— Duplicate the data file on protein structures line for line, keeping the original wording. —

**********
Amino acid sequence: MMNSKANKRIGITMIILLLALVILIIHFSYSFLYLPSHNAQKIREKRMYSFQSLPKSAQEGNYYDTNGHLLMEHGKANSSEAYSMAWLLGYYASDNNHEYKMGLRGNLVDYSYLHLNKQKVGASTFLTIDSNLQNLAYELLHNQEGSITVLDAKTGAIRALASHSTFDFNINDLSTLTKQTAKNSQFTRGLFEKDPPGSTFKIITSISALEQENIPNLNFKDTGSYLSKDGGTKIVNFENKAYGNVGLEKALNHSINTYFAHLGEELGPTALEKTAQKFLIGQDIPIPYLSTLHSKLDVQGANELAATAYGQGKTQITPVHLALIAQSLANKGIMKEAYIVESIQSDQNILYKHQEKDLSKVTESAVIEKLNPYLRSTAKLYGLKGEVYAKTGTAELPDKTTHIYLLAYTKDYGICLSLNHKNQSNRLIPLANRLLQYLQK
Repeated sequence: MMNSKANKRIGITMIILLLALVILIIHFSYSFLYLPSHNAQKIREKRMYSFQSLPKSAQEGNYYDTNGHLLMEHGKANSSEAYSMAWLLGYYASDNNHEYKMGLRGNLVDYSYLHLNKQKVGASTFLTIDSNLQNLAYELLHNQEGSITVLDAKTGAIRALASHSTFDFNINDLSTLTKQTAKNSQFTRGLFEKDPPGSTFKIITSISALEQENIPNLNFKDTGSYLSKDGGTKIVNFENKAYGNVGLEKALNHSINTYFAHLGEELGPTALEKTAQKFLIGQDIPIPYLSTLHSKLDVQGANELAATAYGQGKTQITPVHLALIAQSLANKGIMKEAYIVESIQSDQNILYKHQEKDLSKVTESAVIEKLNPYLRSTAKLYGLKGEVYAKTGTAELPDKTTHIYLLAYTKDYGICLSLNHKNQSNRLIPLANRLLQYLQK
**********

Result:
Amino acid sequence: MMNSKANKRIGITMIILLLALVILIIHFSYSFLYLPSHNAQKIREKRMYSFQSLPKSAQEGNYYDTNGHLLMEHGKANSSEAYSMAWLLGYYASDNNHEYKMGLRGNLVDYSYLHLNKQKVGASTFLTIDSNLQNLAYELLHNQEGSITVLDAKTGAIRALASHSTFDFNINDLSTLTKQTAKNSQFTRGLFEKDPPGSTFKIITSISALEQENIPNLNFKDTGSYLSKDGGTKIVNFENKAYGNVGLEKALNHSINTYFAHLGEELGPTALEKTAQKFLIGQDIPIPYLSTLHSKLDVQGANELAATAYGQGKTQITPVHLALIAQSLANKGIMKEAYIVESIQSDQNILYKHQEKDLSKVTESAVIEKLNPYLRSTAKLYGLKGEVYAKTGTAELPDKTTHIYLLAYTKDYGICLSLNHKNQSNRLIPLANRLLQYLQK
Repeated sequence: MMNSKANKRIGITMIILLLALVILIIHFSYSFLYLPSHNAQKIREKRMYSFQSLPKSAQEGNYYDTNGHLLMEHGKANSSEAYSMAWLLGYYASDNNHEYKMGLRGNLVDYSYLHLNKQKVGASTFLTIDSNLQNLAYELLHNQEGSITVLDAKTGAIRALASHSTFDFNINDLSTLTKQTAKNSQFTRGLFEKDPPGSTFKIITSISALEQENIPNLNFKDTGSYLSKDGGTKIVNFENKAYGNVGLEKALNHSINTYFAHLGEELGPTALEKTAQKFLIGQDIPIPYLSTLHSKLDVQGANELAATAYGQGKTQITPVHLALIAQSLANKGIMKEAYIVESIQSDQNILYKHQEKDLSKVTESAVIEKLNPYLRSTAKLYGLKGEVYAKTGTAELPDKTTHIYLLAYTKDYGICLSLNHKNQSNRLIPLANRLLQYLQK